Consider the National Ambient Air Quality Standards (NAAQS), which Congress must set with an ample margin of safety to ensure that the public's health is not endangered. On the one hand, this is a very consequential decision, not easily described as a detail. The statute involves a policy decision about how ample the margin of safety should be. It also involves a great deal of highly specialized expertise. Moreover, distinguishing between risk to public health and risks that are too uncertain or too minor clearly involves judgment. On the other hand, there are ample procedures for public participation in this decision, and the D.C. Circuit has found it possible to engage in meaningful judicial review. The statute limits EPA to considering a single factor, health risks. (The so-called "secondary standards" are based on threats to public welfare, which might be too broad to satisfy Justice Alito.) And it does make what is probably the policy judgment that risks to public health must be avoided without regard to cost. As a practical matter, it is hard to imagine that Congress could digest all the technical evidence and make its own decisions every few years about what level of each important pollutant to allow.
Gorsuch's test is vague enough that we can't be sure how it would be applied. But it is hard for me to believe that the Court would invalidate this provision and in the process knock out the three-quarters of the Clean Air Act tied to the NAAQS. Anything is possible, of course, but that would be a radical move, particularly given that Justice Scalia wrote the key opinion upholding the statute a few years ago. Other portions of the pollution laws seem even less likely to be threatened. Requirements that sources use the best available technology nearly always give a list of factors to be considered and some general indication of their weight. Moreover, if applying such standards isn't filling in the details, it's hard to see what would be. Surely, we could not expect Congress to make such determinations on an on-going basis for myriad industries.
I haven't said anything about Gorsuch's arguments for why a stricter standard for delegations is needed. Gorsuch's arguments are based on questionable normative and empirical judgments, all attributed to the Framers of the Constitution with no specific evidence. And Gorsuch is driven to argue that Congress is the superior branch because it is less responsive to majority will and more deliberative than administrative agencies. It's far from clear that either assertion is true, or that we should applaud the ability of special interests and other factions to block legislation. (Both grounds would suggest that all the policy decisions should be made by federal courts, which are even less democratic and more deliberative, rather than the other two branches of government. But never mind that.)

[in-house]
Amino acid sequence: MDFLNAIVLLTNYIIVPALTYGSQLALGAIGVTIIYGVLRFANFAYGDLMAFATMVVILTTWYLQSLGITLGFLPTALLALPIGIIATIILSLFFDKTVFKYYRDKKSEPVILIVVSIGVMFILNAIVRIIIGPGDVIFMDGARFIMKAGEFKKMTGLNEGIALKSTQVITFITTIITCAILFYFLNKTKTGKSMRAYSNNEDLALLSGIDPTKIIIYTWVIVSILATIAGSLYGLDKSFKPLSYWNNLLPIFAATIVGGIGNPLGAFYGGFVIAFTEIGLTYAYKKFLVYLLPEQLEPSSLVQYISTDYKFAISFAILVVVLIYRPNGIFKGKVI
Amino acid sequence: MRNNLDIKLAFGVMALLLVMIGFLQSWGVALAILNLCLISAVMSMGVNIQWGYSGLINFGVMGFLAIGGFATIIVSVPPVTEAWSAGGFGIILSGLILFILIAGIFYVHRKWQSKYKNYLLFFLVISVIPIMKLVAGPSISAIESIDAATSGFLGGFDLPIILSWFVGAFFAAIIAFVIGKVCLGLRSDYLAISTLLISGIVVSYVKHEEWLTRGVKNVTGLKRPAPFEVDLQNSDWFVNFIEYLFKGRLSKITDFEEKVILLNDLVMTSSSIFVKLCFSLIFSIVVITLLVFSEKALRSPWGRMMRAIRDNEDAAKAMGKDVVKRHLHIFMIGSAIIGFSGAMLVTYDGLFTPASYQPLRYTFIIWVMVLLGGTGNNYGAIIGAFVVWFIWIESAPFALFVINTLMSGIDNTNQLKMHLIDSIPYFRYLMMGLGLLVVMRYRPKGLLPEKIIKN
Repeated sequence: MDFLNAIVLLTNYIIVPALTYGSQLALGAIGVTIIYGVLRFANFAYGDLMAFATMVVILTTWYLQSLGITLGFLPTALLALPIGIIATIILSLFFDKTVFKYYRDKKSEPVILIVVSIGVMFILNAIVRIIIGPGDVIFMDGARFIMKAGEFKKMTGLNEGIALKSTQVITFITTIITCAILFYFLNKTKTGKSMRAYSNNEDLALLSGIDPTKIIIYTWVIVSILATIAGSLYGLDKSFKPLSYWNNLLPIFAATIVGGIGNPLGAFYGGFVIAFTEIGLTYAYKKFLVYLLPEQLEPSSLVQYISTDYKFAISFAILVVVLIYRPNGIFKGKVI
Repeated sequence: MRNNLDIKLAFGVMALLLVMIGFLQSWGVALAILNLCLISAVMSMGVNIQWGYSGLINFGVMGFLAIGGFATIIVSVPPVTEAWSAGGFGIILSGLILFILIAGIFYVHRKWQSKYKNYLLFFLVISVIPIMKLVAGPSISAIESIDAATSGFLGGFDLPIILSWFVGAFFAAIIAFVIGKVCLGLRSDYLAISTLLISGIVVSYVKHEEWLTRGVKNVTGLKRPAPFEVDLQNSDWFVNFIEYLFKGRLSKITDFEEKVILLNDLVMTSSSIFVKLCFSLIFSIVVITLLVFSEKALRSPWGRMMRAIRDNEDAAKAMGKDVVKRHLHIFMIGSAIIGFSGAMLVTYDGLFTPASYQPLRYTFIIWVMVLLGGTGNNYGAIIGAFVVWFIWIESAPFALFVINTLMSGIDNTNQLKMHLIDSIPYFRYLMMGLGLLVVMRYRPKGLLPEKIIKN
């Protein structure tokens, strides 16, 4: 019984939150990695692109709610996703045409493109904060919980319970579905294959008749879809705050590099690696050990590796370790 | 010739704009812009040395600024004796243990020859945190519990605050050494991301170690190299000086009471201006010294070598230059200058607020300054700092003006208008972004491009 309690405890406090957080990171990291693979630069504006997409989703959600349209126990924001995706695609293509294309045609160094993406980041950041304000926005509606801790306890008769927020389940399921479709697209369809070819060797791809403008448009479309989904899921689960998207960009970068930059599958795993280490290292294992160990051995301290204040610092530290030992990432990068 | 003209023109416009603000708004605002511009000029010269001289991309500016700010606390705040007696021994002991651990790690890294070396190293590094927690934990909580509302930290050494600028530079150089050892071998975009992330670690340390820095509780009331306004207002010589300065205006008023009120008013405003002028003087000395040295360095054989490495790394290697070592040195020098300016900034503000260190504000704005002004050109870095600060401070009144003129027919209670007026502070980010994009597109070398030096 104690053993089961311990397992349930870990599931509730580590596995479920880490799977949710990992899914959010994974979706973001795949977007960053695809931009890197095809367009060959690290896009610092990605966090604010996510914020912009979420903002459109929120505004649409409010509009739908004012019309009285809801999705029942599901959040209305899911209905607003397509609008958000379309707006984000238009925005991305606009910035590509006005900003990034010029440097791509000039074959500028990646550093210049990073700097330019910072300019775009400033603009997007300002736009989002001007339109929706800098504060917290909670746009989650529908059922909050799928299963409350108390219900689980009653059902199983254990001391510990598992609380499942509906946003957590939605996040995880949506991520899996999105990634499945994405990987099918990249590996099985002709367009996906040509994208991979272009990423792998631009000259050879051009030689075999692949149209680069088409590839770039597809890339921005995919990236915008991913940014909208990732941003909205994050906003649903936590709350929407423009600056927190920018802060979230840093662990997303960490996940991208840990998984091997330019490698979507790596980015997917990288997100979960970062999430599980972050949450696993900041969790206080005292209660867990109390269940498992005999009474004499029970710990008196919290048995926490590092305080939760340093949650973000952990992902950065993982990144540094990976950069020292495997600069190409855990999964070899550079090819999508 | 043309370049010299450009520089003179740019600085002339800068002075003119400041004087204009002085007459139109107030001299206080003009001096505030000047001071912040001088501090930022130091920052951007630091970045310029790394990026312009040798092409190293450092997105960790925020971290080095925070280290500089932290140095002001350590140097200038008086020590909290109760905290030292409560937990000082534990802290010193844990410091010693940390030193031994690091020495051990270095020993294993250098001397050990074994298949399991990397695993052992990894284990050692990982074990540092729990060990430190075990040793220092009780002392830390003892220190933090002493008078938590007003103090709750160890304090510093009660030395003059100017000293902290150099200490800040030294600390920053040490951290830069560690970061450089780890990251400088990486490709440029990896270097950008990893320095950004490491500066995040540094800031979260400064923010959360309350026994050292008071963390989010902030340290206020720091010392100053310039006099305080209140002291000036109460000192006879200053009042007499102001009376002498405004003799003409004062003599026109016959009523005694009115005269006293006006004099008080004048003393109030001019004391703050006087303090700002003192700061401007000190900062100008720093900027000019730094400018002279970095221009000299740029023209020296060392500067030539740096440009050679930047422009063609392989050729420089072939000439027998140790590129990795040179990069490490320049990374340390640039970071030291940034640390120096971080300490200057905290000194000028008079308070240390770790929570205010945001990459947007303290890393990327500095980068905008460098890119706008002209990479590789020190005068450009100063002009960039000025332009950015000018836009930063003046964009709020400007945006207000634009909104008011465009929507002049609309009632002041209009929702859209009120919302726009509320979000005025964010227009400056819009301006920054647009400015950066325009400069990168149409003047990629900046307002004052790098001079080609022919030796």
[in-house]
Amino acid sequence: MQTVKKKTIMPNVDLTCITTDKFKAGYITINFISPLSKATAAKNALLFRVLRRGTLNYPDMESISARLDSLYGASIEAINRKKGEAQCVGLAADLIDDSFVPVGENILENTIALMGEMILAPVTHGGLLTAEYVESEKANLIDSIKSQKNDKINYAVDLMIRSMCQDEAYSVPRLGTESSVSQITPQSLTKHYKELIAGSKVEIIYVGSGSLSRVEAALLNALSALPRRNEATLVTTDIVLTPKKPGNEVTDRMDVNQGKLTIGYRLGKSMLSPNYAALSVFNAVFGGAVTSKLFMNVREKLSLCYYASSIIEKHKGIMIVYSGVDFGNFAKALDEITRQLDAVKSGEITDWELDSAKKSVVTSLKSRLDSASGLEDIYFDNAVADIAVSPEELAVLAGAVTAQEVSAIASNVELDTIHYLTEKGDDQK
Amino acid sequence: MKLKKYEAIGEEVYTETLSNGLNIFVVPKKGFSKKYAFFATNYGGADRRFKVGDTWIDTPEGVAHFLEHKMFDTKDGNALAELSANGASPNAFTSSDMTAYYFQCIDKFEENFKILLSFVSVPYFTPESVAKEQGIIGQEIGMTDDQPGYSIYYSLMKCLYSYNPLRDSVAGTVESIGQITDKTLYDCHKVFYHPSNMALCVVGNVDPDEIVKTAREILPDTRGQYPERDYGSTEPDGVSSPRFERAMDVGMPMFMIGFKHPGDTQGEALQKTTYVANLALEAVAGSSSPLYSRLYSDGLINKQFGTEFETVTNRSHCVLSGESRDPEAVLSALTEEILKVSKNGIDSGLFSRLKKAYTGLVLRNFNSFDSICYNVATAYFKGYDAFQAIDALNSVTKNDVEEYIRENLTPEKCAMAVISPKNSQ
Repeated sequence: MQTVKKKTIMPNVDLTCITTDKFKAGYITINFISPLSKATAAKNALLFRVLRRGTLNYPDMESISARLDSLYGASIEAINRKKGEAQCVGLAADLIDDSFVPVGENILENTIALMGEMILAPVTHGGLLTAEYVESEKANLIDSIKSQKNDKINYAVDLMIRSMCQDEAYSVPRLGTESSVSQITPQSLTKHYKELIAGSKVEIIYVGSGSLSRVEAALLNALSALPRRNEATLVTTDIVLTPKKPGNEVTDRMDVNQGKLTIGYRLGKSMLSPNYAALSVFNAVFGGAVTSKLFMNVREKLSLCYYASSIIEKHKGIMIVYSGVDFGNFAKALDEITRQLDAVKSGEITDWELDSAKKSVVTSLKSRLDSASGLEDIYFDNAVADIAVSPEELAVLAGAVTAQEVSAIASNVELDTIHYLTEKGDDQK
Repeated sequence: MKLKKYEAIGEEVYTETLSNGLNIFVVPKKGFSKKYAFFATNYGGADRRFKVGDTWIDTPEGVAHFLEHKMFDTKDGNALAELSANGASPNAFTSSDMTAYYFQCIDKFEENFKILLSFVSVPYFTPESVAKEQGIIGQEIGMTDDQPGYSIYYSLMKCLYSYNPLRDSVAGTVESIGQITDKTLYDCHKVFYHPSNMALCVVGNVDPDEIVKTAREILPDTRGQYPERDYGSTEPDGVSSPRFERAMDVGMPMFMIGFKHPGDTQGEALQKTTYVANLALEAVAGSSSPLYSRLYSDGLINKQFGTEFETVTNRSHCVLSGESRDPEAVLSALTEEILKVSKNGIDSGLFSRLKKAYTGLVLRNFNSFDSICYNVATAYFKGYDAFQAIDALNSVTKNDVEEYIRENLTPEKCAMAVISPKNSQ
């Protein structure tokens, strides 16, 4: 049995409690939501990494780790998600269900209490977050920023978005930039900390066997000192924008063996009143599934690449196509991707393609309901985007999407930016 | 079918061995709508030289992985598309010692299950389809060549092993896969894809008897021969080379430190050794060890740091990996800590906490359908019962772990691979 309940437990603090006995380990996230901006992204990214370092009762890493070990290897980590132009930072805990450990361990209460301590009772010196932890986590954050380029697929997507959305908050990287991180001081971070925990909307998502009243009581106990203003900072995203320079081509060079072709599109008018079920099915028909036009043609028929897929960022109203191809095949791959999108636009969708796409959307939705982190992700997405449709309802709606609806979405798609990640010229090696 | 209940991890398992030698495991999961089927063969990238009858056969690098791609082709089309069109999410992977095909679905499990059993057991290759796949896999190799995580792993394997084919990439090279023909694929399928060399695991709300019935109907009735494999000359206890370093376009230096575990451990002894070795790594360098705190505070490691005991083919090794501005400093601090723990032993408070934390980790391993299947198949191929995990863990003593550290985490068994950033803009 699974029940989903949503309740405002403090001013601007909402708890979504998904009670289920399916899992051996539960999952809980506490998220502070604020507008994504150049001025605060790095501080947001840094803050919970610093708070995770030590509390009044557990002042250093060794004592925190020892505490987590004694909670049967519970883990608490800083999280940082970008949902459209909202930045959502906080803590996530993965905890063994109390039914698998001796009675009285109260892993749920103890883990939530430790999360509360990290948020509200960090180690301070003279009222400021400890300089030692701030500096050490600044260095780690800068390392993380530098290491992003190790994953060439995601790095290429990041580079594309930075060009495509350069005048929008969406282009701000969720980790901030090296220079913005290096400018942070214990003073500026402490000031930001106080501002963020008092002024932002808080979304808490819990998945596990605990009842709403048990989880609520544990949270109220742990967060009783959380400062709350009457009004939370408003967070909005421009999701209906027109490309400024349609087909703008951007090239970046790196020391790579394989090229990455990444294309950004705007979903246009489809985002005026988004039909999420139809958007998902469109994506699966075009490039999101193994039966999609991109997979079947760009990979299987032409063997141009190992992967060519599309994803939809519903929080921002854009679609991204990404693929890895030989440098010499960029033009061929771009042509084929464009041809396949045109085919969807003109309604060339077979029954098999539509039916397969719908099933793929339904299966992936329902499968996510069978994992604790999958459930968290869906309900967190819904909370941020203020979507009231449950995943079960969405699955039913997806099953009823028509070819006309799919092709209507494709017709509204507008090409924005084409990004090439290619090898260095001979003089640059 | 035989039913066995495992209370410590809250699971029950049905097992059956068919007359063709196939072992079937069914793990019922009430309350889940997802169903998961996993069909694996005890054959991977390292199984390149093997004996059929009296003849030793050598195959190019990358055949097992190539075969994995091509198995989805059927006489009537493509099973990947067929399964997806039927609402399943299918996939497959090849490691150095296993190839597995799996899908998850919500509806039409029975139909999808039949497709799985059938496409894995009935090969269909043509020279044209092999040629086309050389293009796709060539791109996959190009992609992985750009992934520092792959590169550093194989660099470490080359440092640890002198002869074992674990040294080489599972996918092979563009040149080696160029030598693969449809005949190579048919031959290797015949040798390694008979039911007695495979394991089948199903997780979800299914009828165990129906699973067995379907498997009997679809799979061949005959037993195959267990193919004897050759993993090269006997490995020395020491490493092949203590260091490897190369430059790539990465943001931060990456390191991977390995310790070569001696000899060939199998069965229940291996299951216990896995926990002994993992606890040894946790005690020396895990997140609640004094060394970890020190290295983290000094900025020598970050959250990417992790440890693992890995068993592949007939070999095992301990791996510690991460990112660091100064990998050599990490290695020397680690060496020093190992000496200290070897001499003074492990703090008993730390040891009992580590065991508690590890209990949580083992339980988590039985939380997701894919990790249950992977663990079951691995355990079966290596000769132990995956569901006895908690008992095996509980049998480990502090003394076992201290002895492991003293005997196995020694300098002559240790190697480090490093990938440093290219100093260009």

Moreover, if Gorsuch favors the delegation doctrine as a protection for liberty, as he argues, it is inexplicable that he is most willing to dispense with constitutional restraints in the national security areas where the executive branch is most dangerous to liberty. In any event, he seems to have forgotten that the Constitution's primary aim was to create an effective national government; if the Framers had meant to hobble effective action, they could simply have left the Articles of Confederation in effect. Gorsuch argues that Congress could make all the relevant policy decisions itself, but this is hard to take seriously given that there would probably have to be hundreds of those decisions every year on a huge range of topics.
Gorsuch's opinion is vague and poorly supported. But even if his test is adopted, it will only be a body blow to the regulatory state if there are five Justices willing to wield it indiscriminately. If that is so, no constitutional doctrine can save us. But if the Gorsuch test is applied reasonably, it would probably matter in only a few limited cases, even if it does eventually get five votes.
It's not at all clear that Gorsuch has five votes for a bludgeon-like use of his approach. Roberts joined his opinion, but just yesterday went along with a compromise opinion by Justice Kagan preserving deference to agencies in the Kisor case. Justice Alito seems sympathetic to Gorsuch's desire to reconsider delegation doctrine, but might or might not agree with his specific test. And Kavanaugh, in his lower court decisions, gave no hint that he desired to smash the administrative state.
Gorsuch's opinion shows an unsettling degree of unrest regarding the current state of American government. But that's a long way from a successful campaign to set back the clock a century or more.